As the daughter of a Cuban refugee, I feel torn between hate and grace.
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Last Friday, Fidel Castro passed away. World leaders have responded with a variety of statements. Canadian Prime Minister Justin Trudeau issued a statement about Castro’s death that praised Castro’s love for the Cuban people. President Obama’s statement was somewhat neutral and, instead of condemning Castro’s actions, focused on restoring the relationship between Cuba and the United States. President-elect Donald Trump issued the most scathing—and dare I say most truthful—statement, saying, “Fidel Castro’s legacy is one of firing squads, theft, unimaginable suffering, poverty, and the denial of fundamental human rights.”
When I was a kid, every night before bed, my dad would tell my little sister and me dramatic stories from his life—how he was blacklisted; how he escaped the island; how he settled as a political refugee in the United States. What every story had in common was Castro, the villainous dictator. He was the man who turned their island paradise into a totalitarian hell where personal freedom was hard to come by and everyone but the politically powerful struggled to have enough to eat. We abhorred Castro and joked about how someone with such a lovely name—Fidel means “faithful” in Spanish—could betray his country and kill thousands. Our bedtime ritual was like the Jewish custom at Purim: During the reading of the story of Esther, the mention of Haman’s name brings boos and hisses. There was no room in my heart for Castro’s redemption, so much so that I didn’t even see him as human.
Exiled Cubans all over the United States and the world have been waiting years for the death of Castro. His death, we believed, would bring the dawn of a new era. We could go back home, even if only for a pilgrimage. Like the Jewish people at Passover, reciting “Next year in Jerusalem” and pining for a return to the Promised Land, we set our hopes on Castro’s death: “Next year in Havana.”
Now, Castro is dead, and I’m left behind to make sense of his legacy. His regime has committed horrible human rights atrocities, which means I am justified in feeling an intermingling of hatred and bitterness, grief, relief, and joy. As a Christian, however, Jesus calls me to pray for my enemies and bless those who curse me and my people. So what now? Although it’s not comfortable or easy, nonetheless I feel called to see Castro as my neighbor, knowing that in life and in death, he and I are both in desperate need of Jesus. This response doesn’t mean that I dismiss the evil he perpetrated. Rather it means that I affirm the old adage, “but for the grace of God go I.”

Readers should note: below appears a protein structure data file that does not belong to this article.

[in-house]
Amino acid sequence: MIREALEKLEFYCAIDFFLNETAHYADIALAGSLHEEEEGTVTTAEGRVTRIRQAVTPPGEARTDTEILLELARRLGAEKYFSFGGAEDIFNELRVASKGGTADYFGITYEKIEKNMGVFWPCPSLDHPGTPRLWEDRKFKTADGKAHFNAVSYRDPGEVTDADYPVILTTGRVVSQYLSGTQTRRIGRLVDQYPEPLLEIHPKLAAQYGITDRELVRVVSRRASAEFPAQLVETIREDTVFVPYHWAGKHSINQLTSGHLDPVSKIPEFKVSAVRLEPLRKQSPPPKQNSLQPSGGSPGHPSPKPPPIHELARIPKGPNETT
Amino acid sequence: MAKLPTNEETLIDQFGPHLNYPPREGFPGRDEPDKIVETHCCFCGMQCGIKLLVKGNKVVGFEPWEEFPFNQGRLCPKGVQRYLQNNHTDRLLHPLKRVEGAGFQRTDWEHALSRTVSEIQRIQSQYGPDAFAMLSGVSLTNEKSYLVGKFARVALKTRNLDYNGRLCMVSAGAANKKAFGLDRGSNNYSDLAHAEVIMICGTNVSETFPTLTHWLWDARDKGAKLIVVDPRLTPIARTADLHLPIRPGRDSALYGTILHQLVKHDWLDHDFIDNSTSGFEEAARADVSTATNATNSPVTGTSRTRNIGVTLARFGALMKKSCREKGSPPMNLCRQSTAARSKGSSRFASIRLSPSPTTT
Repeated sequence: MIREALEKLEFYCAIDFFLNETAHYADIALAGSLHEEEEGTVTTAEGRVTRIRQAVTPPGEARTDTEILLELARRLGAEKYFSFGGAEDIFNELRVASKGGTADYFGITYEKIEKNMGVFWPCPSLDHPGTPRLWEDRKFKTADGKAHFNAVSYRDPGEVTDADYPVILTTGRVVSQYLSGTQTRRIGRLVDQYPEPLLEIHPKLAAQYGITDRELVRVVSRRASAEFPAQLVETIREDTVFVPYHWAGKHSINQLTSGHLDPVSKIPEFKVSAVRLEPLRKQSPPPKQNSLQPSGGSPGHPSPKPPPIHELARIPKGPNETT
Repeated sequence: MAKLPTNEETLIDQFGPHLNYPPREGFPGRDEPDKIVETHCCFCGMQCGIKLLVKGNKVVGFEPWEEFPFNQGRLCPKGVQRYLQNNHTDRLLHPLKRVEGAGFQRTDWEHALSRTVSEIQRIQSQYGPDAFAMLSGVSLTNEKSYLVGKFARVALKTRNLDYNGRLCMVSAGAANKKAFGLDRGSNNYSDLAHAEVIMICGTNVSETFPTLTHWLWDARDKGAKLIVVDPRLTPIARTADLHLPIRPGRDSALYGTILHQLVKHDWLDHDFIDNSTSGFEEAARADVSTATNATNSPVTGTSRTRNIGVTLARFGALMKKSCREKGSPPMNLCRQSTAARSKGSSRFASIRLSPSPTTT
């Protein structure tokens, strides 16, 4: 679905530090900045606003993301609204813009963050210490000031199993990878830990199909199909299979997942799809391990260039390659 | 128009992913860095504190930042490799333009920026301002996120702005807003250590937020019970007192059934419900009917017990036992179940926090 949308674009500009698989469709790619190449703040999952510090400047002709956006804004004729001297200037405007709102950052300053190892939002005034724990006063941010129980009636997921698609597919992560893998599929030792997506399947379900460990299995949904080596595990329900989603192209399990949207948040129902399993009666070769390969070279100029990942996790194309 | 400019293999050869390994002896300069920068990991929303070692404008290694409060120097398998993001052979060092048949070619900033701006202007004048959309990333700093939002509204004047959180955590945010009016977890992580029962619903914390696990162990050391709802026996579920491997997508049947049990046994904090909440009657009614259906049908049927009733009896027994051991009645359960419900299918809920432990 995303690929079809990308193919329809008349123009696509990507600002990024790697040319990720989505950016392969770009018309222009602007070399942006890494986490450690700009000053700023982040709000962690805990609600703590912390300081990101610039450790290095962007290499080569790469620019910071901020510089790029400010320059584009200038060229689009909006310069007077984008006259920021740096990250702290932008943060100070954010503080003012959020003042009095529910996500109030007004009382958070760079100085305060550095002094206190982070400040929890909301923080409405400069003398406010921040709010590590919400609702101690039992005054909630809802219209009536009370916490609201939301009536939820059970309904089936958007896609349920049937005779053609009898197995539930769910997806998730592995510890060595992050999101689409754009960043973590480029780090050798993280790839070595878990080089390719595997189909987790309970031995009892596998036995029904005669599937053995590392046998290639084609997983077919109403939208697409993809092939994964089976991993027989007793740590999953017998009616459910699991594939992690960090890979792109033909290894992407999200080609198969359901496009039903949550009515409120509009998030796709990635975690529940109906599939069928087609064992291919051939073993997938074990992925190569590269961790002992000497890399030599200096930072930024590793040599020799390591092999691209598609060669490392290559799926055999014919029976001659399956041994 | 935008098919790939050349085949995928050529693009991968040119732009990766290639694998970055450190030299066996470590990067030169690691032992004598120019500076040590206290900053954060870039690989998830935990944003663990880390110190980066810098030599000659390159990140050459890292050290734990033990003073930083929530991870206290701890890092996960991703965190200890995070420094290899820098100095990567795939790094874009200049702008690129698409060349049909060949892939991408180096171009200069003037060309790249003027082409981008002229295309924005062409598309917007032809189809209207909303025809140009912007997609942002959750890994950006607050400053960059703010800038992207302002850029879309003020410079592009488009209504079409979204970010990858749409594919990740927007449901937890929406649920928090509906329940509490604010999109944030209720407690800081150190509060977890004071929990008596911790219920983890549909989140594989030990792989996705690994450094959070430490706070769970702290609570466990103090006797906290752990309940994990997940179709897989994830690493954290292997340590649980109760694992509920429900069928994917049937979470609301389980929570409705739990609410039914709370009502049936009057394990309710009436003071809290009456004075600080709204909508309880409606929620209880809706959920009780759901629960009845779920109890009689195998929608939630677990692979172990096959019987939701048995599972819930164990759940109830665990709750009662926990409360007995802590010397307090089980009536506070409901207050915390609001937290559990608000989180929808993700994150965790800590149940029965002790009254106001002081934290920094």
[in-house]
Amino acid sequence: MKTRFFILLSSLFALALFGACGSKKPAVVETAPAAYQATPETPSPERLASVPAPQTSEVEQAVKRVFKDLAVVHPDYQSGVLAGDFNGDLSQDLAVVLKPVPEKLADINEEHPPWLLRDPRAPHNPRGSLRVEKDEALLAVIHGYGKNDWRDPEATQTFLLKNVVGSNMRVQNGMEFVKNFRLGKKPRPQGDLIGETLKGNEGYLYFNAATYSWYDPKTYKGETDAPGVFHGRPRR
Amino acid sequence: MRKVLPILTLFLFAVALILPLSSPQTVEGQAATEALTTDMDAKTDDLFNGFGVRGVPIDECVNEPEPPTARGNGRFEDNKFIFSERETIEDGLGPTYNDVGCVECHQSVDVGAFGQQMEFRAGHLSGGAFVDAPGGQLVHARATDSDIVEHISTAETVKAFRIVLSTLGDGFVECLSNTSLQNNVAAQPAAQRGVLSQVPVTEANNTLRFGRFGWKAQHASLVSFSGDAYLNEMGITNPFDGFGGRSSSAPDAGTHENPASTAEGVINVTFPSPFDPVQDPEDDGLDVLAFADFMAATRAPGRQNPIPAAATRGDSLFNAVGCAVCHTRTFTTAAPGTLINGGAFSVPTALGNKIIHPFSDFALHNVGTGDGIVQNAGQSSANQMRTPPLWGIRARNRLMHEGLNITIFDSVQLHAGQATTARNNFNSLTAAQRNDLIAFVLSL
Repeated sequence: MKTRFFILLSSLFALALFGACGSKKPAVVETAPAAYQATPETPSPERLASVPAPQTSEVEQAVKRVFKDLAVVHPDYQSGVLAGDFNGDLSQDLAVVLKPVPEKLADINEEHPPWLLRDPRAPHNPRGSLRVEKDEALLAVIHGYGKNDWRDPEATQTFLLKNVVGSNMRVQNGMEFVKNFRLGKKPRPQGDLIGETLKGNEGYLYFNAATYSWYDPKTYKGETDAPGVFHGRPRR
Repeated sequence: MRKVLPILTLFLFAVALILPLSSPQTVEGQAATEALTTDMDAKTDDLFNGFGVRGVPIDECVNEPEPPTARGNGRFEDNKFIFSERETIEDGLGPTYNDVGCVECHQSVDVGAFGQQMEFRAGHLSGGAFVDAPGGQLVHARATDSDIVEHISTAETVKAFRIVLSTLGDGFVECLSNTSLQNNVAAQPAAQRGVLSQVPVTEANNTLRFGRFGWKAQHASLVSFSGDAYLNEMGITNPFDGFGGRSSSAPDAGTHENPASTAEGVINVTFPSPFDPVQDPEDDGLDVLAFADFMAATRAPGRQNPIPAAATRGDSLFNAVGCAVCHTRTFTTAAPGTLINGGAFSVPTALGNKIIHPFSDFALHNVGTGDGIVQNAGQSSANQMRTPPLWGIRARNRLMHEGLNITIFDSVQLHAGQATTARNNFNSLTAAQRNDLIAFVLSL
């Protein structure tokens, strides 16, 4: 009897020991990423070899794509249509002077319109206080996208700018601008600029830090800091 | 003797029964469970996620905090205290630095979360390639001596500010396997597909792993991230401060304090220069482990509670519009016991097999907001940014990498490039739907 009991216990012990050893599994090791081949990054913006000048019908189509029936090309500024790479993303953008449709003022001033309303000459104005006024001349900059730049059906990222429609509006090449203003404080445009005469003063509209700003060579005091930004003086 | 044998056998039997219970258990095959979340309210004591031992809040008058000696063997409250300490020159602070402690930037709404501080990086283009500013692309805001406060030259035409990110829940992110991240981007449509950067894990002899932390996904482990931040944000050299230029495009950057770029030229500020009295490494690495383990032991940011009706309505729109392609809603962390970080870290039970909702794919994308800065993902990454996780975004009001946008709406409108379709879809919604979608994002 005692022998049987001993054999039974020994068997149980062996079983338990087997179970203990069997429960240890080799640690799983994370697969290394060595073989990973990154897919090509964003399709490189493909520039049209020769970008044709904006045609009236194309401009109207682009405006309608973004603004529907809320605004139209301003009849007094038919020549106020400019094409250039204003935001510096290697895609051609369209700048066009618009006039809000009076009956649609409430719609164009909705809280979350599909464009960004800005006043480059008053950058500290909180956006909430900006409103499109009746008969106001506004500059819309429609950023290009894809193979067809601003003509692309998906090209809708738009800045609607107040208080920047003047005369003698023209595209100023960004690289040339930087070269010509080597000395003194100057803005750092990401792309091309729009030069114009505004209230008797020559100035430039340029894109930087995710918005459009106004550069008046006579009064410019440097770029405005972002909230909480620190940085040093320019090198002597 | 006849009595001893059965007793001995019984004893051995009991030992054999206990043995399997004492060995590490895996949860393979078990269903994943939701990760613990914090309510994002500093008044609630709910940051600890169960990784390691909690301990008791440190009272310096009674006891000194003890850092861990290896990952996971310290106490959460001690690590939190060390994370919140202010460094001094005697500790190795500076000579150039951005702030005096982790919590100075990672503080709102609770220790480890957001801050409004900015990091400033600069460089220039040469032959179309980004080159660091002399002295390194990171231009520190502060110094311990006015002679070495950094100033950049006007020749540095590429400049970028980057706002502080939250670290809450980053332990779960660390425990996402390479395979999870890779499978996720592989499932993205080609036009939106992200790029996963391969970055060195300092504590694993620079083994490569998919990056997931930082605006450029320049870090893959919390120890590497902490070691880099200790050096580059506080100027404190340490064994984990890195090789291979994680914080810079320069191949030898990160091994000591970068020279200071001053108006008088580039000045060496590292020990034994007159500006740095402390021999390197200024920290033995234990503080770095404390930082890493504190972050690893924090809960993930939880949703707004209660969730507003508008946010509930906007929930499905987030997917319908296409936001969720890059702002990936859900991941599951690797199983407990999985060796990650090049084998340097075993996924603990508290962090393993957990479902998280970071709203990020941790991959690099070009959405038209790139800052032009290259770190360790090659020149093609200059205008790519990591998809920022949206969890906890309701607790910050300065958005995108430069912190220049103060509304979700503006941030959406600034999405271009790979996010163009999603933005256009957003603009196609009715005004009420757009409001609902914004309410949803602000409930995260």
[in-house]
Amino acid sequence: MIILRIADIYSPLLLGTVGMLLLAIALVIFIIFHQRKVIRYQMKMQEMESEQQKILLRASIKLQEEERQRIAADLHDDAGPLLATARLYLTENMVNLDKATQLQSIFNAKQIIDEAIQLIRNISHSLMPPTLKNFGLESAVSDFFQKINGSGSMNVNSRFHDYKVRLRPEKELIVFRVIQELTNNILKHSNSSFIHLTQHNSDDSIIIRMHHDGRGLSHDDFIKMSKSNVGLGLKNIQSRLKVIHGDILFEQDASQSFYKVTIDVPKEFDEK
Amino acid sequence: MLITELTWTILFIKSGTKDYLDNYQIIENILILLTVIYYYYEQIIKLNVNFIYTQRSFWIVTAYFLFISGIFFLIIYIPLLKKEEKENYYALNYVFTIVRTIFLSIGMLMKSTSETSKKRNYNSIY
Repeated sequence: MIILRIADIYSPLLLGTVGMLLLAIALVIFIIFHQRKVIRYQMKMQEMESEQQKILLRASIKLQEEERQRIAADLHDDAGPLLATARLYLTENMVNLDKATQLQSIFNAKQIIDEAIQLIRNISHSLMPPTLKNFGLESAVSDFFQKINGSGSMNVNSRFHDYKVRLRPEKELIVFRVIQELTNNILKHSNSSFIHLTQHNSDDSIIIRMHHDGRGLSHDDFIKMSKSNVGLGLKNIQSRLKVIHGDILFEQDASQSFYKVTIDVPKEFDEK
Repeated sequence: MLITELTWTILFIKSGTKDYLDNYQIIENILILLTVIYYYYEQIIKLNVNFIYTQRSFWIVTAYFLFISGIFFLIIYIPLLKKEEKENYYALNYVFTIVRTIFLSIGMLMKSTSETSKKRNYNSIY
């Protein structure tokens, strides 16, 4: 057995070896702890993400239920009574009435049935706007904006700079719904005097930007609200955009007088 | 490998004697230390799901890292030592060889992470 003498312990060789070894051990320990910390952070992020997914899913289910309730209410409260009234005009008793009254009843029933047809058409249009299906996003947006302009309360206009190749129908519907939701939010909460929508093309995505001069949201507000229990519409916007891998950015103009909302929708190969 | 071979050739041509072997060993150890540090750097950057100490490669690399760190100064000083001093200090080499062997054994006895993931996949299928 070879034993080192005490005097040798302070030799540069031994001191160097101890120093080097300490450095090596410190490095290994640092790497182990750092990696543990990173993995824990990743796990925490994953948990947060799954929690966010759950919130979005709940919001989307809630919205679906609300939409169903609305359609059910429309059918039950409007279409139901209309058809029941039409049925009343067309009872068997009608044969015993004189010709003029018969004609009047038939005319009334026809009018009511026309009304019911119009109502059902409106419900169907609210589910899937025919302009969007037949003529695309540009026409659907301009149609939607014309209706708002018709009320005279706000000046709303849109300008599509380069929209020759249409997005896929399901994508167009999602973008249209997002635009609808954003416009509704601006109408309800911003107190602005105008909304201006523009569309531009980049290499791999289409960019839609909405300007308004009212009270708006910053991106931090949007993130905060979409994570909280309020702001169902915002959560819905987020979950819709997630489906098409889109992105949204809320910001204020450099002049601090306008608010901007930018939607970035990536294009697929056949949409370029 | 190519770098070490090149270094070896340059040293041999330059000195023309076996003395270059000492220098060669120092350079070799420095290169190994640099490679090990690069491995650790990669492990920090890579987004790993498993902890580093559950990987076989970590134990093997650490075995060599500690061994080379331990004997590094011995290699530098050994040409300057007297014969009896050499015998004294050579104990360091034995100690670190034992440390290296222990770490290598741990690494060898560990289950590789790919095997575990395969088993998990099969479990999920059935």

The gospel of Jesus Christ requires that I recognize the humanity in people whom I greatly dislike or am opposed to, people who hate me and wish me ill, even people who have directly wronged or harmed me and my family. This gospel response bears on my life as a citizen of the United States, especially in this time of political discord, and it also bears on my life as a citizen of heaven. “Who is my neighbor?” The Good Samaritan gives me the answer to that question.
Ezekiel 18:23 says, “Do I take any pleasure in the death of the wicked? declares the sovereign Lord. Rather, am I not pleased when they turn from their ways and live?” When I first heard that Castro died, someone reminded me of this verse. In the intervening days, it has given me a script for how to respond in prayer. Rather than take pleasure in it, I mourn the death of Castro, my neighbor. I grieve for his soul and hope that he made peace with God before he died. I pray for the people who have suffered under his rule. I pray that his regime is dismantled quickly and that justice and righteousness flow through the streets of Cuba. I rejoice in the hope that freedom is more possible than it has been in over 50 years. And finally, I pray that my fellow Cuban Americans and fellow Christians can see all enemies through the eyes of our Father in heaven, whose kindness and mercy know no bounds. Redemption is always possible, even for Castro.